A revolution without dancing is a revolution not worth having!

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We tend to revisit our prisons. And we always go back.

[…]

I’m in the suburb of my mind. I’m in the farm town of my mind. I’m in the childhood bedroom of my mind. I think every writer stands in the doorway of their prison. Half in, half out. The very act of storytelling is a return to the prison of what torments us and keeps us captive, and writers are repeat offenders. You go through this whole journey with your prison, revisiting it in your mind. Hopefully, you get to a point when you realize there was beauty in your prison, too.

Advice on writing from Sherman Alexie, author of The Lone Ranger and Tonto Fistfight in Heaven - a fantastic addition to our ongoing archive of advice from acclaimed authors.  (via explore-blog)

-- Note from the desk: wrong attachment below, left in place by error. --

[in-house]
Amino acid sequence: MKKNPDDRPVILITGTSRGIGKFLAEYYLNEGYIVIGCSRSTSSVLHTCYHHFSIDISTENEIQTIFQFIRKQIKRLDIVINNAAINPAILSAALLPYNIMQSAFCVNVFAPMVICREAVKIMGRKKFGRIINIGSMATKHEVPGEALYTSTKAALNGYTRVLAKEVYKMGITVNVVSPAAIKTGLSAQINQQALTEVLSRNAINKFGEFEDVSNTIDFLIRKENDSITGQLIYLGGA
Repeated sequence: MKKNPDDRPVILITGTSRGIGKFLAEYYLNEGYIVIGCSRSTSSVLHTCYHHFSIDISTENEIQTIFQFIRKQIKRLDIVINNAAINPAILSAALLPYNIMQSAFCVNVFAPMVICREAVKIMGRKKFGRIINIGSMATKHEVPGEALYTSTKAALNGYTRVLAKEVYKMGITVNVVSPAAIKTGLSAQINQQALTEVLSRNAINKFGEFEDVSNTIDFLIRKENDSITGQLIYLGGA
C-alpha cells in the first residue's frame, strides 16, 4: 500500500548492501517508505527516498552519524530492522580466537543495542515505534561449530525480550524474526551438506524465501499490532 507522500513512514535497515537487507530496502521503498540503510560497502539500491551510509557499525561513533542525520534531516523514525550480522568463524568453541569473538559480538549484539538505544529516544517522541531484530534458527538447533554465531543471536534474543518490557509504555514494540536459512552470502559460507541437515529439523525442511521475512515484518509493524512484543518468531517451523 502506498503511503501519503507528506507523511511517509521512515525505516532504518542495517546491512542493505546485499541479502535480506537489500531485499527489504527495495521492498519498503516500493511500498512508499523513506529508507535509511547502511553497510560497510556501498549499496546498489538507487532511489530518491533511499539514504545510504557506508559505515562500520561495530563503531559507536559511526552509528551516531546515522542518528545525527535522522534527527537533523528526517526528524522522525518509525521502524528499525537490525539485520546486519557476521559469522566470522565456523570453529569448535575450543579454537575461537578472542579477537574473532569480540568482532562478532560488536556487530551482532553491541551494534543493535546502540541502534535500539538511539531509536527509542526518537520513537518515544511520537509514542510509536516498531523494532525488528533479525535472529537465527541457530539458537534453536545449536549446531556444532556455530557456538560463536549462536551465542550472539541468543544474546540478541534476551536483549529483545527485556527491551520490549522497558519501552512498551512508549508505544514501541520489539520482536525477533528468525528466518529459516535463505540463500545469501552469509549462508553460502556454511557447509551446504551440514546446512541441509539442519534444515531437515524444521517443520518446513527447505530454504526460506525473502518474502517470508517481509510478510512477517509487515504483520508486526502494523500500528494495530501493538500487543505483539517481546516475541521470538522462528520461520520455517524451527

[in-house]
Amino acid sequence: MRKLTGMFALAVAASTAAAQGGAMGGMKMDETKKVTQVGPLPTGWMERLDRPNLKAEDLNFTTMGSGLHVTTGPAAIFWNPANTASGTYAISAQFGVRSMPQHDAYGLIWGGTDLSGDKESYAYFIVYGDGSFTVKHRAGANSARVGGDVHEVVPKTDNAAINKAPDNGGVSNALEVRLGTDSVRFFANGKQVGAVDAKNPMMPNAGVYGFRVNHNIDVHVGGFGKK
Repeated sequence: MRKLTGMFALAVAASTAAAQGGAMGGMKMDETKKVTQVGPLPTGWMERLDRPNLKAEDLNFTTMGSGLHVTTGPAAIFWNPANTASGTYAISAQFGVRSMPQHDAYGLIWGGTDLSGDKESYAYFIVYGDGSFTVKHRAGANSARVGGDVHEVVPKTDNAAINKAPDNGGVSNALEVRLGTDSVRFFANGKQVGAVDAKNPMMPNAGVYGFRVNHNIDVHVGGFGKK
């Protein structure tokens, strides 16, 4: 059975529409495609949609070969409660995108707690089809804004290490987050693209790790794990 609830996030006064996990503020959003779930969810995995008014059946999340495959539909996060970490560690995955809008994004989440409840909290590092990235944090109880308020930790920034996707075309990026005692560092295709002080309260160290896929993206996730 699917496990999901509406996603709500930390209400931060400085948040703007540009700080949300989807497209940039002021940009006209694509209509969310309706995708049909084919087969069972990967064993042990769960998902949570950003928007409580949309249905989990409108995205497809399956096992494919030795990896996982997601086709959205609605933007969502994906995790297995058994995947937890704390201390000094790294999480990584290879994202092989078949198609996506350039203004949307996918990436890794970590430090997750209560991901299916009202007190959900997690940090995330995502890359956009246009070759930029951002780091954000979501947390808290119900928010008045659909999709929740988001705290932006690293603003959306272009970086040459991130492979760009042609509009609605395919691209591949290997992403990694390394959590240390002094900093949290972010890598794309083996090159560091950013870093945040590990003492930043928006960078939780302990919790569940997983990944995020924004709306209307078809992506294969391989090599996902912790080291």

(Source: , via iseeitcrimson)

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If the ultimate aim of education in the liberal arts is to draw us out of ourselves, to teach us the language of praise and gratitude, then Jimmie attained it in worship. Education in the liberal arts — if we can still find it in our world — is one important path to finding one’s soul. But it is neither the only nor even the most suitable path for many people. Were we really to absorb this truth, we could stop pretending that the liberal arts are important frosting on the cake of an education that is in fact designed for other purposes. In so doing, we might free the liberal arts to set us free.
Who Needs a Liberal Education? (via ayjay)

(via florilegiumscribblings)

144 notes

memoryslandscape:

[A]nd the world
Whirls green on a string, then
The leaves go quiet, wink
From their own shade, secretly.

Keep still, just a moment, leaves.

There is something I am trying to remember.

Robert Penn Warren, from “2. Deciduous Spring,” in section II “Love: Two Vignettes” of “Delight,” Tale of Time: Poems 1960-1966, in The Collected Poems of Robert Penn Warren, ed. John Burt (Louisiana State University Press, 1998)

(via strathspeyandthistle)